F.W. de Klerk Foundation, executive director, Dave Steward, who was the director-general in De Klerk's office at the time and government’s spokesperson, says De Klerk’s says the reason why government released political prisoners is because the apartheid policy had failed.
He says there would have been a catastrophe if the prisoners were not released.
To read the article titled, “De Klerk was not under pressure to release political prisoners: Foundation,” click here.Source:SABC News
The Women Empowerment and Gender Equality Bill has been criticised in Parliament for not making provision for the advancement of gays and lesbians in the workplace.
This emerged on 30 January 2014 during the second day of public hearings on the bill, which is being sponsored by the Department of Women, Children and People with Disabilities.
In its submission, the Legal Resources Centre argues that the bill should not limit issues of gender equality and inequality as being issues between men and women, and girls and boys.
Meanwhile, the Triangle Project, an organisation that campaigns against discrimination against lesbians, gays, bisexuals and other sexual minorities, objects to the bill's definition of ‘gender’ as unconstitutional.
To read the article titled, “Bill raises gay alarm,” click here.Source:Times Live
The Ministry of Police says the Human Rights Watch's (HRW) 2014 World Report is ‘generalising and subjective’ in its assessment of the police.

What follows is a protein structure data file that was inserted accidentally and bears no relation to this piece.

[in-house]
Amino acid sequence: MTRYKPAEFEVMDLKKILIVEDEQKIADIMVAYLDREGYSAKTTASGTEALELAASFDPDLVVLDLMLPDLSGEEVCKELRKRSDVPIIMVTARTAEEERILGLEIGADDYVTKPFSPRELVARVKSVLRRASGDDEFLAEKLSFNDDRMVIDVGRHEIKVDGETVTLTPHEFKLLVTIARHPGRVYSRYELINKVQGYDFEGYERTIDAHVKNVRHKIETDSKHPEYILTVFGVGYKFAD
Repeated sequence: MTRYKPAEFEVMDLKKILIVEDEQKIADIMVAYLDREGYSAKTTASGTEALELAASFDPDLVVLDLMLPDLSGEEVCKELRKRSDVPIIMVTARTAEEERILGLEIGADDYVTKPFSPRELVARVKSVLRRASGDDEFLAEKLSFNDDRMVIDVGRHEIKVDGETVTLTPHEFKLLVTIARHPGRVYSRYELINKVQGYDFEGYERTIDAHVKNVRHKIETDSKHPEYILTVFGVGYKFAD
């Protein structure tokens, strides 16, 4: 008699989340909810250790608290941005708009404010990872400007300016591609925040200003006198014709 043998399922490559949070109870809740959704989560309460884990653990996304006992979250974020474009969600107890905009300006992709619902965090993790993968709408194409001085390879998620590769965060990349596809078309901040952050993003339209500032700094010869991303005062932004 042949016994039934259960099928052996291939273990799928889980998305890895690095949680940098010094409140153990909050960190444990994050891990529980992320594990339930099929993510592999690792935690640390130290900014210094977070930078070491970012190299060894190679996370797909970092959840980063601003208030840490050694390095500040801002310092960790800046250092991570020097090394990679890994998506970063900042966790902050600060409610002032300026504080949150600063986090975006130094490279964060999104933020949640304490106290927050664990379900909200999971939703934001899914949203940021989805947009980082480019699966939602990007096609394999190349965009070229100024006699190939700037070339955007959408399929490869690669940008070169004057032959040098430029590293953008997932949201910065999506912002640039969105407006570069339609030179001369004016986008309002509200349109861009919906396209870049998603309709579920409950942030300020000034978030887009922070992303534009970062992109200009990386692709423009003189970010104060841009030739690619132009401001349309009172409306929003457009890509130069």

In the report, HRW says: "Serious concerns remain about the ongoing conduct and capacity of the South African Police Service, both in terms of the use of force in general, as well as the ability to deal with riots in a rights-respecting manner."
Police Minister, Nathi Mthethwa's spokesperson, Zweli Mnisi, says the report created the impression that the police used the same approach and operational plan for all for public protests, and created the impression that all police were brutal.
To read the article titled, “We are a caring govt - despite human rights report,” click here.Source:Mail and Guardian
Human Rights Watch (HRW) has issued a ‘warning’ to the South African government, that human rights are ‘taking a turn for the worst’ in the country, citing attacks on the free press and escalating police violence as the main reasons for the regression.
HRW’s Southern Africa director, Tiseke Kasambala, says that while South Africa remain a ‘beacon of hope’ on the continent, its human rights legacy is gradually being eroded.
"There is an increasingly violent reaction to peaceful protests in South Africa. It seems that every time there are protests in South Africa, the police are heavy-handed, and use excessive force. We want to see President [Jacob] Zuma and his government make clear that the police must abide by international standards, and use proportionate force," explains Kasambala.
To read the article titled, “Lethal force: SA warned on human rights,” click here.Source:Mail and Guardian
The Right2Know (R2K) campaign says the deaths of four people in Mothutlung is ‘a symptom’ of increasing police brutality and growing attacks on the right to protest.
In a press statement, the organisation points out that, "Too often media, civil society and government pay attention to the plight of the poor only once streets are barricaded and property destroyed."
The organisation further states that it supports calls made by various organisations to demilitarise the police, as it believes that this is driving greater police violence, including against protesters.
To read the article titled, “R2K: Mothutlung a symptom of police brutality,” click hereSource:News 24